Before adopting your four-legged friend

Allison Schrader

There’s nothing like a bringing home a new bundle of furry joy. Picking out a cat or dog to adopt is an exciting decision and one that should be taken seriously. A few years ago, my (not entirely sober) friend brought home a kitten from a cardboard box on a whim. Although her intentions were good, this is not the ideal way to adopt a pet. Here are some things to keep in mind, suggested by ASPCA, before adopting a four-legged friend.

1. Pets are a long-term commitment

Sometimes when people adopt a dog or a cat, they don’t fully realize the level of dedication this requires. Most dogs live between 10 to 15 years, and cats can live to be 20! Think of everything in your life that can change in two decades – moves, jobs, children, mid-life crises, etc. Keep in mind that your new furry friend will be in your life through all of these changes, and you’re responsible for its well-being no matter what challenges head your way.

2. Research which breeds fit your lifestyle

Most people are aware that there is a huge difference between a Pit Bull and a Pekingese, but it’s important to know what kind of pet you will be adopting. Different breeds require different environments, grooming, health care, training, and attention. Some breeds, both dog and cat, are not suggested for households with small children or families who live in apartments. Although every animal is an individual, certain personality traits are shared within most breeds. Do a little a research before making a decision on which breed is right for you.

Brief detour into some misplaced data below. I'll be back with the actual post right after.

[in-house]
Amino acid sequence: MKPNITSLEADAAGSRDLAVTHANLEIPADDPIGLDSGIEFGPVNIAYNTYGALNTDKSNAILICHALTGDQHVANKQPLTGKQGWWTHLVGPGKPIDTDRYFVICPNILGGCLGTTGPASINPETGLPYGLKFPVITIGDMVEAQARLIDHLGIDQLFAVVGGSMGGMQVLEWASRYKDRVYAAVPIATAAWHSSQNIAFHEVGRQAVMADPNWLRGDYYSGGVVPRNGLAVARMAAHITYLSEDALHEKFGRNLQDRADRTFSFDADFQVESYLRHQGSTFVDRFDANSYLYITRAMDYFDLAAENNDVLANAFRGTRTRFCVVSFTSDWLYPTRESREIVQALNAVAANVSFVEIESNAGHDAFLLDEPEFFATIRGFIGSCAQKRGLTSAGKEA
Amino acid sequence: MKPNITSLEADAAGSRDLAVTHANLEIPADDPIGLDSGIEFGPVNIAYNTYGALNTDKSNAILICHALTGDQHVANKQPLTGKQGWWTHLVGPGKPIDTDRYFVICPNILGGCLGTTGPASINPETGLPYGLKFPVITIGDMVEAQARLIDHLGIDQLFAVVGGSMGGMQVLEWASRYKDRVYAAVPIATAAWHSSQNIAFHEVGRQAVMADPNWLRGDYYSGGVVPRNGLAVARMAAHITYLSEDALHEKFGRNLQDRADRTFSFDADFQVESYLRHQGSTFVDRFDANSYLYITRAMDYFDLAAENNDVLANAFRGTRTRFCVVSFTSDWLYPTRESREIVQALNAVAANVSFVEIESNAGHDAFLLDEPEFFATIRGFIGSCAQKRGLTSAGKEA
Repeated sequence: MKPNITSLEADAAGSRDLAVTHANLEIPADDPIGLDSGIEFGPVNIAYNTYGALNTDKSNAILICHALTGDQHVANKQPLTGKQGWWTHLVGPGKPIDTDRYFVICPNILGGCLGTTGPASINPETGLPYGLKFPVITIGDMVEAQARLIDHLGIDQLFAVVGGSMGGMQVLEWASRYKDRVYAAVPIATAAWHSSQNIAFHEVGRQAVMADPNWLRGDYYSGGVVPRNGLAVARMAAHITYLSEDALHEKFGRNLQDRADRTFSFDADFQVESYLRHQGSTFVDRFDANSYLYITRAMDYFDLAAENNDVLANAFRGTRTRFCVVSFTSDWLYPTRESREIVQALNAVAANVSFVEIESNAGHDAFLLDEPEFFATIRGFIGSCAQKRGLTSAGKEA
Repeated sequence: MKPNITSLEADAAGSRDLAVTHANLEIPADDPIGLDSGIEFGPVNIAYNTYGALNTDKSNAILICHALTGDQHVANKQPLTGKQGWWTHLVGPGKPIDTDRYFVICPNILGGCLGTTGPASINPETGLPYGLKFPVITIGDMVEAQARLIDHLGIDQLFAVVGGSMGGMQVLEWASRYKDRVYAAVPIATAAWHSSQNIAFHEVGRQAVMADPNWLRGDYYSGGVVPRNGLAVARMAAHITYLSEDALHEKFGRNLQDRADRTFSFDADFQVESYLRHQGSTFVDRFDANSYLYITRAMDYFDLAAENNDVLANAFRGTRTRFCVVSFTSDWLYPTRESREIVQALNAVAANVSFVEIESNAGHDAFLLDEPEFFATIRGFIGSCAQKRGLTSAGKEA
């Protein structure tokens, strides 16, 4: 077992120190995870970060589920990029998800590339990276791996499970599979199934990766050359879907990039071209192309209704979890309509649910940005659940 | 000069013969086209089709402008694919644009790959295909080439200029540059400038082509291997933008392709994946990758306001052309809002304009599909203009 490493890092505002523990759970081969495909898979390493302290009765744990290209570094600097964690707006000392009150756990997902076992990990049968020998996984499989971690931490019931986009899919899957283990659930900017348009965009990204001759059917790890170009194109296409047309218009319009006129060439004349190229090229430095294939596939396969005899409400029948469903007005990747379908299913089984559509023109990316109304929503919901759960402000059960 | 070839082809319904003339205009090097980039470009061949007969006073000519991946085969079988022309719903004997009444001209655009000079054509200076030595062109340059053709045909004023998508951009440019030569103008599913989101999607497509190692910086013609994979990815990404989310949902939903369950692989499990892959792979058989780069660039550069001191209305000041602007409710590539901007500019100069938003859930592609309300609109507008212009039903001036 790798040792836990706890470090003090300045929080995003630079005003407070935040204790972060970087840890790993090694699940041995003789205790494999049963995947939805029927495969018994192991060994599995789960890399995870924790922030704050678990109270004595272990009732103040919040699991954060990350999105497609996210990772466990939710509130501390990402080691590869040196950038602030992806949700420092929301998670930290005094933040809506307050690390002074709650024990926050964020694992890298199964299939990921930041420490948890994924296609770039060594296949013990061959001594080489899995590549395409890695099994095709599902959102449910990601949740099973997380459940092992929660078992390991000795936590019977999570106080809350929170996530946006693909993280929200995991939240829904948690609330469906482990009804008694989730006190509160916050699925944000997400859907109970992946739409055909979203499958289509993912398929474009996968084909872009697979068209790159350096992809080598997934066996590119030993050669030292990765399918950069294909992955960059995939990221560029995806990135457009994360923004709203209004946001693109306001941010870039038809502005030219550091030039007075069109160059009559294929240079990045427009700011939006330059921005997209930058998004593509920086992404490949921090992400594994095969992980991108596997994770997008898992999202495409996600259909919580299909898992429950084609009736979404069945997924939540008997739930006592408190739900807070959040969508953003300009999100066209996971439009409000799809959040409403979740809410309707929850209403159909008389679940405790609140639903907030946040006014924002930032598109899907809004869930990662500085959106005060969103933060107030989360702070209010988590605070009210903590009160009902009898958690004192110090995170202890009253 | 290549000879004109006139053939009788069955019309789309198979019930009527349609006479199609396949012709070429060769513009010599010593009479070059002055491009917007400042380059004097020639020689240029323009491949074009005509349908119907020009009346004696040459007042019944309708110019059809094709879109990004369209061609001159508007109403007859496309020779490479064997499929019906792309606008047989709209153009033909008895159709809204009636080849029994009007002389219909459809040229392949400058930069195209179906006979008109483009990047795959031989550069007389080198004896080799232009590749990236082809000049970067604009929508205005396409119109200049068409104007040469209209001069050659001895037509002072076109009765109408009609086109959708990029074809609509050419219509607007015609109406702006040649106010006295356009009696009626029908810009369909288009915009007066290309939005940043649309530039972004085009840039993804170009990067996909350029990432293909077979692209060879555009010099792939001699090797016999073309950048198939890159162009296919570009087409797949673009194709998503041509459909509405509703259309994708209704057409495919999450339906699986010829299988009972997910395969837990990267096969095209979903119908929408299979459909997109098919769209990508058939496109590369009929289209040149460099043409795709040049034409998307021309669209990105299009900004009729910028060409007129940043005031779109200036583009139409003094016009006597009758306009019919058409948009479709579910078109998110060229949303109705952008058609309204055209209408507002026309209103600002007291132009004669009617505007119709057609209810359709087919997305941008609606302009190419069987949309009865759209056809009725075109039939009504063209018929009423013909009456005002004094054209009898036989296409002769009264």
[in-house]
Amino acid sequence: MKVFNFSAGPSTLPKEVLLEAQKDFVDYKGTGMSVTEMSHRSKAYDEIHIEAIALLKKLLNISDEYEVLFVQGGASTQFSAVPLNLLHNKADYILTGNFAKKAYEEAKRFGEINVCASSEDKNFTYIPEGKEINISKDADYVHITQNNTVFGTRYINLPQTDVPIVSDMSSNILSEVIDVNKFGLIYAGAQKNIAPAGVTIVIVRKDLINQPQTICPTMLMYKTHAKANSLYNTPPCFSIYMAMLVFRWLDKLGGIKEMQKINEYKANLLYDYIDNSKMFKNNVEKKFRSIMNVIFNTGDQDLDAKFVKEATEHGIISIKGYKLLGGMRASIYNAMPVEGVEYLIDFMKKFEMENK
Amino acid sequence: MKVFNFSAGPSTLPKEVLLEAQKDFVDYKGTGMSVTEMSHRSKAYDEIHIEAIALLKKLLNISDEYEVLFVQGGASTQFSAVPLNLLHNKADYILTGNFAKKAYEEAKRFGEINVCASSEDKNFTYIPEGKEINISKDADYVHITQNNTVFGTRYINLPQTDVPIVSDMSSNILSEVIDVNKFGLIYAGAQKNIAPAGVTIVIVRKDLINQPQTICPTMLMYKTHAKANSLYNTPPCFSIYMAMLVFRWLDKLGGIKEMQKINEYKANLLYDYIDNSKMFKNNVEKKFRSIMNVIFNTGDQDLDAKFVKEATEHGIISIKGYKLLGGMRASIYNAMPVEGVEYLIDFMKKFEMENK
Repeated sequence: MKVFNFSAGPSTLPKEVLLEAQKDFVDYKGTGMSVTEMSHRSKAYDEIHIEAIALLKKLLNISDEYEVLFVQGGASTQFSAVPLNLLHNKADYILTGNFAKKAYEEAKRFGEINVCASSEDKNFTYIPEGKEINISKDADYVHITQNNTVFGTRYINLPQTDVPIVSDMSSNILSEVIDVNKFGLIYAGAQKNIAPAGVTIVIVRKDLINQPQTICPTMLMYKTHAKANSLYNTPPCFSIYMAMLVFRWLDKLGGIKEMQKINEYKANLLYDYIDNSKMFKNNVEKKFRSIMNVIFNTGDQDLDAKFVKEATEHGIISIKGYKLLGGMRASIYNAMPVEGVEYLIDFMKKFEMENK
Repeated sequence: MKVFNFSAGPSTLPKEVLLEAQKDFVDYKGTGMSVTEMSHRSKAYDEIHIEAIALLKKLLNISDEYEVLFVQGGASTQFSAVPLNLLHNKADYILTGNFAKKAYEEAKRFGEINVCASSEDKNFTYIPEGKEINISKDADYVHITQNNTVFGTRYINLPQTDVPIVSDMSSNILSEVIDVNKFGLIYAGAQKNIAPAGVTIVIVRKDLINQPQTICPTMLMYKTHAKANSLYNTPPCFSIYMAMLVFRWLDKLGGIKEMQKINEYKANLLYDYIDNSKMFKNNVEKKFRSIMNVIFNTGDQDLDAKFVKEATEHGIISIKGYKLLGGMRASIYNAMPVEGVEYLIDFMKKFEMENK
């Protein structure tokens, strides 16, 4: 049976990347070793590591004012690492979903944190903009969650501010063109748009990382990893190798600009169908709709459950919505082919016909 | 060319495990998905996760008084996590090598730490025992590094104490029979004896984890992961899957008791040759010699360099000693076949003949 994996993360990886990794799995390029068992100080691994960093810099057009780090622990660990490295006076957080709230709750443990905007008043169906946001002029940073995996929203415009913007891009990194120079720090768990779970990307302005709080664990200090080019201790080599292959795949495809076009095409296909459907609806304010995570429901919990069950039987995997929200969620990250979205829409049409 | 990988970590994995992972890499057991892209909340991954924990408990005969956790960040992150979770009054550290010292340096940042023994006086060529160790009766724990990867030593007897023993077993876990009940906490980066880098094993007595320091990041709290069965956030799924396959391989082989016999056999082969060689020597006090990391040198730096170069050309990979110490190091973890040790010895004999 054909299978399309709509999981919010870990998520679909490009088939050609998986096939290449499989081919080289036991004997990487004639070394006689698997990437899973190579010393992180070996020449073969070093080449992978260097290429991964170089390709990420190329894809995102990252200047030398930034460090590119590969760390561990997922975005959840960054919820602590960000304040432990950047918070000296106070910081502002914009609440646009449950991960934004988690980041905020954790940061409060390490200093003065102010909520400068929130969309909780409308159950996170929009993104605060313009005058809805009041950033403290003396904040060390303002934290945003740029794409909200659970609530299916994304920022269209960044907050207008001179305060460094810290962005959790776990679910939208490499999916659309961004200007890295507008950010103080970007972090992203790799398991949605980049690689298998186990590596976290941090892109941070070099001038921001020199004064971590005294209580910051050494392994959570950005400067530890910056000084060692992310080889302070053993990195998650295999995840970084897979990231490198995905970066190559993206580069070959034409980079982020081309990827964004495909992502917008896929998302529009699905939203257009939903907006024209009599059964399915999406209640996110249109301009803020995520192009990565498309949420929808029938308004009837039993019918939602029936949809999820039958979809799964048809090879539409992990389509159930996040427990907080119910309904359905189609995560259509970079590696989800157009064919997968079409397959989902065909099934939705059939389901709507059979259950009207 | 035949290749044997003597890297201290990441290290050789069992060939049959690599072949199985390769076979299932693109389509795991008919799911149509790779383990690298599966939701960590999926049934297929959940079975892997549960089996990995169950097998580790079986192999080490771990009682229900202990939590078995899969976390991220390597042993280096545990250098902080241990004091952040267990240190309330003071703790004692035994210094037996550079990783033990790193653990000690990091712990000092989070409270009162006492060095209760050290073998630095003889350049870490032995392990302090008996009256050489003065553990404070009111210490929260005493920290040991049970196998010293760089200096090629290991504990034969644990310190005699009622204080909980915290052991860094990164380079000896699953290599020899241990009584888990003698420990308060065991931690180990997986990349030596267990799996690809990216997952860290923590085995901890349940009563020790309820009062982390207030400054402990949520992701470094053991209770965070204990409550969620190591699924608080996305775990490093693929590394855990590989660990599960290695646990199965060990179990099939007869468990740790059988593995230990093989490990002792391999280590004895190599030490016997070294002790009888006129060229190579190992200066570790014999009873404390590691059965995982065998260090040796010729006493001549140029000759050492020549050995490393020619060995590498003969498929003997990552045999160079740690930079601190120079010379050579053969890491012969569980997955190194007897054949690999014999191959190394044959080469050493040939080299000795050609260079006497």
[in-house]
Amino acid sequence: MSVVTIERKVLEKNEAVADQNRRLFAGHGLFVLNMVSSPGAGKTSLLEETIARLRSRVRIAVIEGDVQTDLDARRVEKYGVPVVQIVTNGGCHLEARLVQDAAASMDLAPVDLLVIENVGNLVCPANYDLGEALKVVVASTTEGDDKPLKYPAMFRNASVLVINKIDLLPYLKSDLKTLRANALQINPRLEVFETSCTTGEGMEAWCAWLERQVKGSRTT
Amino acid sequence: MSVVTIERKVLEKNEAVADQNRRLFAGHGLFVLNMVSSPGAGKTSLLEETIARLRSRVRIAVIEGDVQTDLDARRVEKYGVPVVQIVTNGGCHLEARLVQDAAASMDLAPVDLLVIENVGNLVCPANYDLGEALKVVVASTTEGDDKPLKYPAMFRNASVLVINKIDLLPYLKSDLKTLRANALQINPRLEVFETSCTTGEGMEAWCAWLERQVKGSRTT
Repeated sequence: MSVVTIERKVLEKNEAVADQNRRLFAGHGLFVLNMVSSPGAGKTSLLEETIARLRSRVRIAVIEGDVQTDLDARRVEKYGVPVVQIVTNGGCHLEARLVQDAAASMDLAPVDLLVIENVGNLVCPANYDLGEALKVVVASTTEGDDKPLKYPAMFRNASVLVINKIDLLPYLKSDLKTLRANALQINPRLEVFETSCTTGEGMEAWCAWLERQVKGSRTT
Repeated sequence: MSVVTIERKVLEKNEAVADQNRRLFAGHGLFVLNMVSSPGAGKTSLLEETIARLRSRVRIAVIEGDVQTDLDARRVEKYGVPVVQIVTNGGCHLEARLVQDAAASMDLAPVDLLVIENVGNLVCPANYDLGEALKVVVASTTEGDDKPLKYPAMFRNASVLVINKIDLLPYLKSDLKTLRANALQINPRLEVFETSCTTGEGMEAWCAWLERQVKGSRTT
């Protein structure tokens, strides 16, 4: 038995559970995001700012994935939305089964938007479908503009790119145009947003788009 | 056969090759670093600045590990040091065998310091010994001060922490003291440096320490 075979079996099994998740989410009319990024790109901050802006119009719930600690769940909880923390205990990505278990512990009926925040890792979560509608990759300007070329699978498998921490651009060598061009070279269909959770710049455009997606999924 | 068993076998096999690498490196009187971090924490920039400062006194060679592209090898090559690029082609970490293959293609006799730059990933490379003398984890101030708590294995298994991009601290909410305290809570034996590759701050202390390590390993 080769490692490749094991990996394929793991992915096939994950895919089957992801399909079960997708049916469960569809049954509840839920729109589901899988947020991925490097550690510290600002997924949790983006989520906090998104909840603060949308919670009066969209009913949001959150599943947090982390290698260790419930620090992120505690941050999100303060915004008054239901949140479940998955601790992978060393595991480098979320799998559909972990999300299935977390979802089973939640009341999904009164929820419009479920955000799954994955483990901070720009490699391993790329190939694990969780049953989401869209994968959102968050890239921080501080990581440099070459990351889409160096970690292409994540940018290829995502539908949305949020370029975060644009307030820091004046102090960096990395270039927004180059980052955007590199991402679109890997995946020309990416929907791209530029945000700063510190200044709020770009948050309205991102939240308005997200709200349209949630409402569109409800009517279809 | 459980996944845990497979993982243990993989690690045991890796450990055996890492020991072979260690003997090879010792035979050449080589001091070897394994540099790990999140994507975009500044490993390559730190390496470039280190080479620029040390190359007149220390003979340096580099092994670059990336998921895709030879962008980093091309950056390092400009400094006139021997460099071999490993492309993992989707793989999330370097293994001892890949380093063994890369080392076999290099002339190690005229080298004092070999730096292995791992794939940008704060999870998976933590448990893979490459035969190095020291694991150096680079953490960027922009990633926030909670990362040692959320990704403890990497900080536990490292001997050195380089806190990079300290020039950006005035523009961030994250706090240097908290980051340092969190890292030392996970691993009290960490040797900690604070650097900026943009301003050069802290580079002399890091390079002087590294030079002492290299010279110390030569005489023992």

3. Pets cost money (and lots of it)

Just like humans, animals need health care, too. Veterinary services can add up quickly. Be prepared to take your pet in to the vet at least once a year – and this is a conservative minimum. Anyone who’s had pets knows they can’t help but get into trouble. Every time Fido swallows a condom (true story), every time Fluffy gets a fishhook stuck in her lip (another true story), a trip to the vet is necessary – and expensive. Don’t forget about food, toys, collars, grooming services, and kitty litter. Bottom line: your financial responsibilities don’t end with the adoption fee. Check out this pet care cost estimator from the ASPCA.

4. Pets require training

It’s irresponsible as a pet owner not to train your dog. Not only does this make your life harder, but it makes life harder for your pooch and others around you. Who wants to listen to a dog barking next door all afternoon, or be mauled by an overly excited, slobbering canine at a friend’s front door? The answer is no one. The earlier you start training your dog, the better. And even though cats can’t exactly be trained the same way that dogs can, there are steps you can take with litter box usage and scratching to evade future problems.